Then there was the utter stupidity of talk show host Ian Alleyne. How does one rationalise his decision to fly off to Florida with his son, whom he professes to love to death (maybe literally), for two days, then return home highly contaminated with the deadly virus? He then proceeded to ignore the quarantine order, move around as if he were an un-cloistered nun, and in the process endanger the lives of scores of people, some of them his friends. With friends like him, who needs an enemy?

It’s a pity there was at the time no law under which he could be arrested and charged for, say, endangering human lives.

In both instances of rank ignorance cited above, the misbehaviour or insensitiveness of hard-back adults will end up costing taxpayers a tidy sum. Fortunately for us, such culprits are few and far between amongst the population. Most people adhere to the laws and regulations, which will see us past this crisis.

Then we can reflect—it was the best of times, the worst of times…

3 thoughts on “Best of times, worst of times”

  1. “The war machine must move with blitzkrieg-like tactics based on well thought out strategies that ensure that the civilians in the theatre are aware of what is required of them……” Spoken like a true soldier.

    In times like these, what people MUST first realize is that ‘we are all in this together together’. This virus is no respecter of race, religion, rank, title, person, wealth or position. It will take down the very best and the very worst among us, so rank and file MUST get in line and learn to follow sound advice with regard to the arresting and elimination of this virus.

    The media has a very important role to play in this regard and just spending time on non-essentials will not suffice or add to a better understanding of this reality.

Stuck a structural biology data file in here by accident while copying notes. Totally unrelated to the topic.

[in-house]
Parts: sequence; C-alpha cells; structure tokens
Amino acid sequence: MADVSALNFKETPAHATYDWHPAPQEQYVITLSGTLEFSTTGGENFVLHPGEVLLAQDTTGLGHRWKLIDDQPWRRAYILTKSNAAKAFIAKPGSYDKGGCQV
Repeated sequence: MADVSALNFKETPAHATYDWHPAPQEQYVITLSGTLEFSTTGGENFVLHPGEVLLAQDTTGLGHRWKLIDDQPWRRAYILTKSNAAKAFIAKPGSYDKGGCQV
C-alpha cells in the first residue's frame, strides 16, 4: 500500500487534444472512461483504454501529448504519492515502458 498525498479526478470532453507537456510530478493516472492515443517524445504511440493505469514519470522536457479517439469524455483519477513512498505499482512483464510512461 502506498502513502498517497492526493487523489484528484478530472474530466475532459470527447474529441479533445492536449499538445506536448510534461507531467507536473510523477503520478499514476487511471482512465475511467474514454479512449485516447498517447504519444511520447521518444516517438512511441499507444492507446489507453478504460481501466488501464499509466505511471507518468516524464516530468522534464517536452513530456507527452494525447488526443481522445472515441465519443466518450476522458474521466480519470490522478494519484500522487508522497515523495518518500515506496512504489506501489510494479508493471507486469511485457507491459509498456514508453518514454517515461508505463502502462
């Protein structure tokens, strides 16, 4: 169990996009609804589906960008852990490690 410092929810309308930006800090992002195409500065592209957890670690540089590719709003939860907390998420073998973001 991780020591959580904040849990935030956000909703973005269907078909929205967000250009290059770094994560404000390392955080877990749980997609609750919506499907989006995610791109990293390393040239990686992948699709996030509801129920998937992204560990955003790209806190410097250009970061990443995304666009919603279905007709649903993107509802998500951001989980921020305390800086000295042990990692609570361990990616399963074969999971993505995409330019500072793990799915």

In this page, the Guardian told us no less than five times of the Opposition Leader’s letter of condolences to the PM and Minister and only mentions once the PM’s advice on how to fight this war.

  2. Wrong signal by Opposition Leader

    3 days ago
    Fri Mar 27 2020

    This country has never before faced as great a challenge as we do today, to combat a faceless enemy that has already sickened dozens of our citizens and claimed one life.

    To be sure, COVID-19, which has now killed more than 24,000 people globally and sickened more than 500,000, has brought governments and countries to their knees and overwhelmed health systems in some of the most advanced countries.

    T&T has so far been able to cope with this challenge using the long-idle Couva Hospital, Caura Chest Hospital and other facilities to care for those who have been stricken by the virus.

    These are early days but what has been clear is that this virus can only be slowed if we practice social distancing, self-quarantine and isolation if we believe we may have been in contact with anyone who had it.

    Globally and in T&T, this has required the use of emergency powers by some governments to force their citizens to heed the advice of public health officials who believe such actions give us the best chance at success.

    It is with this in mind that the Government has so far received significant support from the country, including this newspaper, for its decisive actions in seeking to limit the virus’ impact on T&T.

    We are therefore deeply troubled and disappointed by a statement from the Opposition Leader in which she alleges a cover-up by the Government in the handling of the COVID-19 battle.

    Are we to believe that this former prime minister is seeking to besmirch the hard work and reputation of people like Chief Medical Officer Dr Roshan Parasram and his colleagues and suggest they would be party to a cover-up in such a life and death issue?

    As if it were not enough, the UNC leader uses a death from the virus to launch a political attack on the Government.

    Is nothing out of bounds for Mrs Persad-Bissessar?

    To be clear, we take no sides in this political fight but at a time when even the fractious US Congress can come together in a bipartisan effort to pass legislation to ameliorate the impact of the virus on US nationals, our Opposition Leader and Prime Minister find themselves in an unseemly squabble.

    Had the stakes not been so high, we would have left it as the cut and thrust of politics in T&T. But if Mrs Persad-Bissessar’s supporters accept her word and panic, what will that do to the country?